Photo: Michael Graham Richard
Will China Leapfrog Western Carmakers?
China's government has adopted a new plan that aims to make it king of the hill when it comes to electric cars and hybrids. The NYT writes: "To some extent, China is making a virtue of a liability. It is behind the United States, Japan and other countries when it comes to making gas-powered vehicles, but by skipping the current technology, China hopes to get a jump on the next." China wants to become a leader in that industry, but also to reduce air pollution in its crowded cities and reduce its dependence on middle-Eastern oil. But what does it plan to do to get there?
Shanghai. Photo: Public domain.
From the NYT:
Beyond manufacturing, subsidies of up to $8,800 are being offered to taxi fleets and local government agencies in 13 Chinese cities for each hybrid or all-electric vehicle they purchase. The state electricity grid has been ordered to set up electric car charging stations in Beijing, Shanghai and Tianjin.
Government research subsidies for electric car designs are increasing rapidly. And an interagency panel is planning tax credits for consumers who buy alternative energy vehicles.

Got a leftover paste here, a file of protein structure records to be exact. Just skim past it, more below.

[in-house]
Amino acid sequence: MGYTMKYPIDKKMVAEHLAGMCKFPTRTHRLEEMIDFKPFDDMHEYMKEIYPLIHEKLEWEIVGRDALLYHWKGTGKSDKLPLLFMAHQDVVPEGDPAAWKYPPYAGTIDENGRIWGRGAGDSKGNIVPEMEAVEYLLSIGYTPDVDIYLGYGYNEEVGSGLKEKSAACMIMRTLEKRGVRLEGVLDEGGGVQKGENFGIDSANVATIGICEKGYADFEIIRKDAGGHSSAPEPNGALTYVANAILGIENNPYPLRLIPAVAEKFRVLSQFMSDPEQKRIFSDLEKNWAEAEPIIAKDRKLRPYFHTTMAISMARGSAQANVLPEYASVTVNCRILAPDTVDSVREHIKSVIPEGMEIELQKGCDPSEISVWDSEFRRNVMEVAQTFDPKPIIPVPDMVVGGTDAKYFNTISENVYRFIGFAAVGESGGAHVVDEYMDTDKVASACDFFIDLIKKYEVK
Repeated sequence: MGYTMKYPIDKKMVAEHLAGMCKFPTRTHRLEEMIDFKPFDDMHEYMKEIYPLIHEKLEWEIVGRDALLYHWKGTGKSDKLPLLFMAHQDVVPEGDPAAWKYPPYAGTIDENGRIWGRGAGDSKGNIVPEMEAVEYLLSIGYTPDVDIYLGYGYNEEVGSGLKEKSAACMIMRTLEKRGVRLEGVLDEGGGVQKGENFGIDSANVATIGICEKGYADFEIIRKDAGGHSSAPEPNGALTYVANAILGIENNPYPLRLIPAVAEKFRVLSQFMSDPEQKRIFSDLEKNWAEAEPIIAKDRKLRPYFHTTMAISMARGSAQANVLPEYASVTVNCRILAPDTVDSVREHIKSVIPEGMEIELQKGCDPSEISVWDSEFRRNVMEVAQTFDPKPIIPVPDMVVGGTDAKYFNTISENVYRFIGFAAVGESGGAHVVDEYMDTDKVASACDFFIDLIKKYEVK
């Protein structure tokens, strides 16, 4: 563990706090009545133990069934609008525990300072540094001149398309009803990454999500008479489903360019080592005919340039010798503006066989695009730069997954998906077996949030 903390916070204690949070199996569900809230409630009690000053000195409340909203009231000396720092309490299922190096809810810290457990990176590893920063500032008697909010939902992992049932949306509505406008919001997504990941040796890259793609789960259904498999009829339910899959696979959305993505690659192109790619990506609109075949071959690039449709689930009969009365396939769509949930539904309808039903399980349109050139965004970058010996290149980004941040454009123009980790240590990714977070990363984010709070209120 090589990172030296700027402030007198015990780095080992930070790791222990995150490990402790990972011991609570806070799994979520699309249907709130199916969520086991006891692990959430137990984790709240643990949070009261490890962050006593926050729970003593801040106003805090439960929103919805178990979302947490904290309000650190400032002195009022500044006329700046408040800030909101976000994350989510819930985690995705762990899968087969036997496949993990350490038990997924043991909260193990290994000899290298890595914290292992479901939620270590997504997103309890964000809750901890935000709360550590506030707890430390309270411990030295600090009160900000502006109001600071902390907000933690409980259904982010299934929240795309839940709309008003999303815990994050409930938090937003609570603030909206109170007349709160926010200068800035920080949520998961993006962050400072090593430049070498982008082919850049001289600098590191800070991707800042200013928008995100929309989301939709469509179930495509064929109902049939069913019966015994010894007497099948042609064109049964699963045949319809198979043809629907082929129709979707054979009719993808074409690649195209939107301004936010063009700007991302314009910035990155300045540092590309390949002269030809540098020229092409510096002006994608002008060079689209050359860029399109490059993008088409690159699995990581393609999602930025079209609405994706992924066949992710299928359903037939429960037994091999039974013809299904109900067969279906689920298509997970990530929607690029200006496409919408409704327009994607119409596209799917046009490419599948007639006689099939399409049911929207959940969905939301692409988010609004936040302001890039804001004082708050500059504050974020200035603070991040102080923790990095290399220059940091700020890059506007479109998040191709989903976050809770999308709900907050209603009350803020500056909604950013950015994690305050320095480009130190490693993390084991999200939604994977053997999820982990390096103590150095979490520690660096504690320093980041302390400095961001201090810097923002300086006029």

The target is half a million hybrids or electric cars by the end of 2011 (buses count too). This compares to about 1.1 million electric or hybrid vehicles (mostly hybrids, of course) for Japan and South-Korea, and about 267,000 for North-America.
Pure EVs also fit a bit a little more easily in China than the US. Most drivers almost never leave the city, commutes are shorter, and most of the driving is done at low speed (because of traffic jams). This sounds like an argument for better public transit, I think...
But if China is serious about this, it should end its price controls and subsidies for gasoline. This only encourages waste and slows down the introduction of cleaner technologies.
Via New York Times
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